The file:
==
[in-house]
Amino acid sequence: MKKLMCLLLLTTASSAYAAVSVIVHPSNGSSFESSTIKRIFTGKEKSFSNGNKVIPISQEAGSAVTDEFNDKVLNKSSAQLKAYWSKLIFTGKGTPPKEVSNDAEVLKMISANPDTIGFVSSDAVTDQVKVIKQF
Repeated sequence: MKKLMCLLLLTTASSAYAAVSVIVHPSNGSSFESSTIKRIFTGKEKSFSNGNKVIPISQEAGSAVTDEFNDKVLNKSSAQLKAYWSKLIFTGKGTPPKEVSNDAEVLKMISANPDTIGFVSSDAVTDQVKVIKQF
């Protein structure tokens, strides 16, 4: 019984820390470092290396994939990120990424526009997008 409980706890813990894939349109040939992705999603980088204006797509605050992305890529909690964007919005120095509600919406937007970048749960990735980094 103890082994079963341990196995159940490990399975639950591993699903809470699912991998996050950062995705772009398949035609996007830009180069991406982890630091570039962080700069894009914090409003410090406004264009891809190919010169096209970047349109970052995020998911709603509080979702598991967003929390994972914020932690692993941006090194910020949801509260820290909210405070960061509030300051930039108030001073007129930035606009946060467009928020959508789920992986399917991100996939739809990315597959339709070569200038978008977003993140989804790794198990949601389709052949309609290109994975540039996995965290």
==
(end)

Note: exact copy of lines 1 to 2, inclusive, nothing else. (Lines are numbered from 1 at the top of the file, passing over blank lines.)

[in-house]
Amino acid sequence: MKKLMCLLLLTTASSAYAAVSVIVHPSNGSSFESSTIKRIFTGKEKSFSNGNKVIPISQEAGSAVTDEFNDKVLNKSSAQLKAYWSKLIFTGKGTPPKEVSNDAEVLKMISANPDTIGFVSSDAVTDQVKVIKQF